The big British National Hunt Festivals are finished for the season by the end of April with Cheltenham and Aintree now in the record books. They aren’t quite finished over in Ireland though with Punchestown’s five-day feast of racing action signalling their grand finale.
Topping the bill on the opening day is the meeting’s premier event for the two-mile chasers, the Punchestown Champion Chase. Many winners of this race have also been victorious in the Cheltenham Champion Chase including Energumene, Sizing Europe, Sprinter Sacre, Big Zeb and Master Minded in recent years.
Punchestown Champion Chase Course Map (Chase Course)
Punchestown Champion Chase Past Winners
|2023||Energumene||2/7||Willie Mullins||Paul Townend|
|2022||Energumene||4/7||Willie Mullins||Paul Townend|
|2021||Chacun Pour Soi||6/5||Willie Mullins||Paul Townend|
|2019||Un De Sceaux||11/4||Willie Mullins||Paul Townend|
|2018||Un De Sceaux||9/2||Willie Mullins||Patrick Mullins|
|2017||Fox Norton||5/2||Colin Tizzard||Robbie Power|
|2016||God’s Own||9/1||Tom George||Paddy Brennan|
|2015||Felix Yonger||5/1||Willie Mullins||Danny Mullins|
|2014||Sizing Europe||7/1||Henry De Bromhead||Andrew Lynch|
|2013||Sprinter Sacre||1/9||Nicky Henderson||Barry Geraghty|
|2012||Sizing Europe||8/13||Henry De Bromhead||Andrew Lynch|
|2011||Big Zeb||9/4||Colm Murphy||Barry Geraghty|
|2010||Golden Silver||12/1||Willie Mullins||Paul Townend|
|2009||Master Minded||3/10||Paul Nicholls||Ruby Walsh|
|2008||Twist Magic||6/4||Paul Nicholls||Ruby Walsh|
|2007||Mansony||13/2||Arthur Moore||Davy Russell|
|2006||Newmill||5/4||John Joseph Murphy||Andrew McNamara|
|2005||Rathgar Beau||8/1||Eamonn Sheehy||Shay Barry|
|2004||Moscow Flyer||4/11||Jessica Harrington||Barry Geraghty|
About the Punchestown Champion Chase: The Day 1 Feature Contest
The National Hunt season often feels as though it’s all building up to the Cheltenham Festival. Once that big meeting in March is over there’s inevitably a sense of deflation but National Hunt racing fans have top class action to enjoy right up to the season’s very end.
The Punchestown Festival has an important role to play in bringing the season to an end. Many of the main stars of the season make their way to County Kildare to compete in the five day festival, the first day of which is headlined by the Punchestown Champion Chase.
Jumping Always a Key Attribute
Much like its namesake at the Cheltenham Festival, the Punchestown Champion Chase provides a platform for the best minimum distance chasers to wow the crowds. The action takes place over 2 miles and sees the competitors take 11 fences at a frightening speed.
It’s the making of a top class minimum distance chaser to be able to tackle fences at top speed without blinking. Trainers can do all the schooling they like at home but they never really know how their leading charges will fare in competition until they actually have to leap fences whilst being pressured to remain in contention by their jockey.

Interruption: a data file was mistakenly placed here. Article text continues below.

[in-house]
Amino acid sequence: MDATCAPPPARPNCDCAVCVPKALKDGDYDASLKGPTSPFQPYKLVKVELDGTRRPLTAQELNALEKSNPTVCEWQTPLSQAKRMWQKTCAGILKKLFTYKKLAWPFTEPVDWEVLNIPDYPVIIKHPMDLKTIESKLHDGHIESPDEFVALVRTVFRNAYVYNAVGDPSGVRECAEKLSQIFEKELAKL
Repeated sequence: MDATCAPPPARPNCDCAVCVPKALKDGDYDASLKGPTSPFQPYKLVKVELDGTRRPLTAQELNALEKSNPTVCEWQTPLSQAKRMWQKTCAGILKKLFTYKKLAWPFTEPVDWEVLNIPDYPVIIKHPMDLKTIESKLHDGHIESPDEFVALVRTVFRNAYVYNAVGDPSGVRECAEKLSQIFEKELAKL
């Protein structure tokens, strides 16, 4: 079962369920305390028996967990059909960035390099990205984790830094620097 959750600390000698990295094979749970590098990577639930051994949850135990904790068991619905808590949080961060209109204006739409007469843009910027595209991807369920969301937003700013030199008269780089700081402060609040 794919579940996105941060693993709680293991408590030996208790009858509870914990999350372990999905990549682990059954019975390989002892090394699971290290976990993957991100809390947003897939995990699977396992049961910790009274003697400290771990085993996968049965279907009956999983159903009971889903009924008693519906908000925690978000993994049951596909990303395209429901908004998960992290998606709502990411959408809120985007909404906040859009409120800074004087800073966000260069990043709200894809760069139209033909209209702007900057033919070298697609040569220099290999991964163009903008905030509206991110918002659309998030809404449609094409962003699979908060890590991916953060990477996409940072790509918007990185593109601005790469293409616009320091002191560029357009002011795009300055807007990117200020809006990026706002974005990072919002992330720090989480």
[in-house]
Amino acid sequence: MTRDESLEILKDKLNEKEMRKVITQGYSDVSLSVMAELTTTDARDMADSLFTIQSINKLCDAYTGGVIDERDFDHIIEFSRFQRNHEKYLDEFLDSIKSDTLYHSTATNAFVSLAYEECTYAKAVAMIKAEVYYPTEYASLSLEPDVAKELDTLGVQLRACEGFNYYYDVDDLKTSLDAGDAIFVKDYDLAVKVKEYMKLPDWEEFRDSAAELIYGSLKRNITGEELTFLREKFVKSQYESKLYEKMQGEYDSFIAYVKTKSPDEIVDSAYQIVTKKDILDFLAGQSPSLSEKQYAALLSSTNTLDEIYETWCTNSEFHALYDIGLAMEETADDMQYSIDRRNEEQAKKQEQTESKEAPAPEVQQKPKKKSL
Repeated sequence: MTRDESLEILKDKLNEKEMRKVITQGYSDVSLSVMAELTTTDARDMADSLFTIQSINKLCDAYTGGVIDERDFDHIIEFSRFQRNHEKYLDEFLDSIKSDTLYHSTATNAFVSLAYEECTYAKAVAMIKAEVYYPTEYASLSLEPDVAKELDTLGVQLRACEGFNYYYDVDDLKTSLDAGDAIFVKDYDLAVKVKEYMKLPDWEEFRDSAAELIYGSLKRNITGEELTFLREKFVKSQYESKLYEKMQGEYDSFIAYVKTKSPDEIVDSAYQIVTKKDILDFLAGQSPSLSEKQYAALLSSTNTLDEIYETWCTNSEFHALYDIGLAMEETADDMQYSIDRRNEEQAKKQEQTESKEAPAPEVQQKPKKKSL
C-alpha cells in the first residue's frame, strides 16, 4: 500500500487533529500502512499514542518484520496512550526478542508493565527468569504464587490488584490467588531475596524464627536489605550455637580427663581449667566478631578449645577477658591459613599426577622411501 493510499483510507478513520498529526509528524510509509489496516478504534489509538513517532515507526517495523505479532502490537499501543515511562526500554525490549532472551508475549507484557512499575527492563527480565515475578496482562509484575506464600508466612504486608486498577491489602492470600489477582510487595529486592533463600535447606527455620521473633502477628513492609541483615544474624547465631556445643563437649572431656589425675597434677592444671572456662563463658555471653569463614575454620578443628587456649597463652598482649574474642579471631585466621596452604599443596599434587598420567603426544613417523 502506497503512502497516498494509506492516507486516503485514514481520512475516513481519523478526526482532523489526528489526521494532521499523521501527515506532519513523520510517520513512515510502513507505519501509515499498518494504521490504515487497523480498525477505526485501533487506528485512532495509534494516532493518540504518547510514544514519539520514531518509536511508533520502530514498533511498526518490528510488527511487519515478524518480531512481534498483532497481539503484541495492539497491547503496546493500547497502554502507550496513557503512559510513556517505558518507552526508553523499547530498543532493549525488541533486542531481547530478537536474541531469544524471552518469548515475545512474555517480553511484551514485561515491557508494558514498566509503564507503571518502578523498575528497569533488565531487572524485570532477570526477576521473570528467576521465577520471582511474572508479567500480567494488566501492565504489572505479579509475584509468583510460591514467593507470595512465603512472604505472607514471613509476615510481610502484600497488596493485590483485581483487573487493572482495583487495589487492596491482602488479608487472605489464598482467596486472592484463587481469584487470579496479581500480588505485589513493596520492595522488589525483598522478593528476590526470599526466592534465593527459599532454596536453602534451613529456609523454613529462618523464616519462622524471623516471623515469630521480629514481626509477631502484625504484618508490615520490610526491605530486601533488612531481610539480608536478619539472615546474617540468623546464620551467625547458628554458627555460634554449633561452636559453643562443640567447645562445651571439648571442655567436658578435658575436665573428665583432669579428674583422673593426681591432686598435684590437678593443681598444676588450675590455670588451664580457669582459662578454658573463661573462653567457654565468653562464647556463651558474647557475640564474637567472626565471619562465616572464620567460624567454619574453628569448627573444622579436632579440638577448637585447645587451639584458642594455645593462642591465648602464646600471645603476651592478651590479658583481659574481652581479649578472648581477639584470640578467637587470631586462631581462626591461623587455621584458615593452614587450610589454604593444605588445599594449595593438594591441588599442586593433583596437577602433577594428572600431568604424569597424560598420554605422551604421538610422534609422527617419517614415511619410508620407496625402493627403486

It’s the ability to tackle fences at speed whilst retaining enough in the tank to kick for home in the closing stages that makes minimum distance chasing such a specialist division and it’s the quality of the competitors that line up each year that makes the Punchestown Champion Chase such a popular race.
Doubling Up With Cheltenham Equivalent a Huge Achievement
Little more than a month separates the Cheltenham and Punchestown festivals but a lot can change in that time. Many horses simply come alive in the spring time and only really produce their best performances later on in the season. Others prefer the ground as it starts to firm up after the winter.
For those reasons is has proven to be tough for Queen Mother Champion Chase winners to do the double, at least in the same season. A handful of the very best horses over this distance such as Sprinter Sacre (2013), Klairon Davis (1996) and Master Minded (2009) have secured the double. Each of those were multiple winners of the Cheltenham equivalent which tells you about the class needed for his feat.
Same Year Cheltenham/Punchestown Champion Chasers: 1959 – 2022
|2022||Energumene||Willie Mullins||Paul Townend|
|2013||Sprinter Sacre||Nicky Henderson||Barry Geraghty|
|2009||Master Minded||Paul Nicholls||Ruby Walsh|
|2006||Newmill||John Joseph Murphy||Andrew McNamara|
|1996||Klarion Davis||Arthur Moore||Francis Woods|
|1969||Muir||Tom Dreaper||Ben Hannon|
|1961||Fortria||Tom Dreaper||Pat Taaffe|
The relatively small number of horses completing the double suggests that this is a pretty tricky race to predict. That’s a fair assessment as winning favourites are far from the norm and winners from outside of the top three in the betting are relatively common.
With that said, winners don’t come from nowhere. Stats show that it’s imperative punters only back horses who have previously won over 2 miles whilst the vast majority of winners since 1999 at least ran in the Champion Hurdle at Cheltenham. A strong performance – preferably in the top two – last time out is also a good indicator of success in the Punchestown Champion Chase.
All Change Since 1999
Like many of the biggest races at the Punchestown Festival the Champion Chase changed considerably in 1999. Prior to this the Champion Chase was run as a handicap before being changed to a conditions race. It didn’t take long for that change to attract a higher quality of horse to the race and for it to be promoted to Grade 1 status.
The Punchestown Champion Chase is now a top class contest, the competitiveness of which is proven by the fact that no horse has won it more than twice. Un De Sceaux and Sizing Europe are the only two time winner since 1999. Un De Sceaux’s wins came as a 10 and 11-year old whilst Sizing Europe’s wins came as a 10 and 12-year-old which highlights another important stat. Winners can land at almost any age although between eight and 10 appears to be the sweet spot for those that like age trends.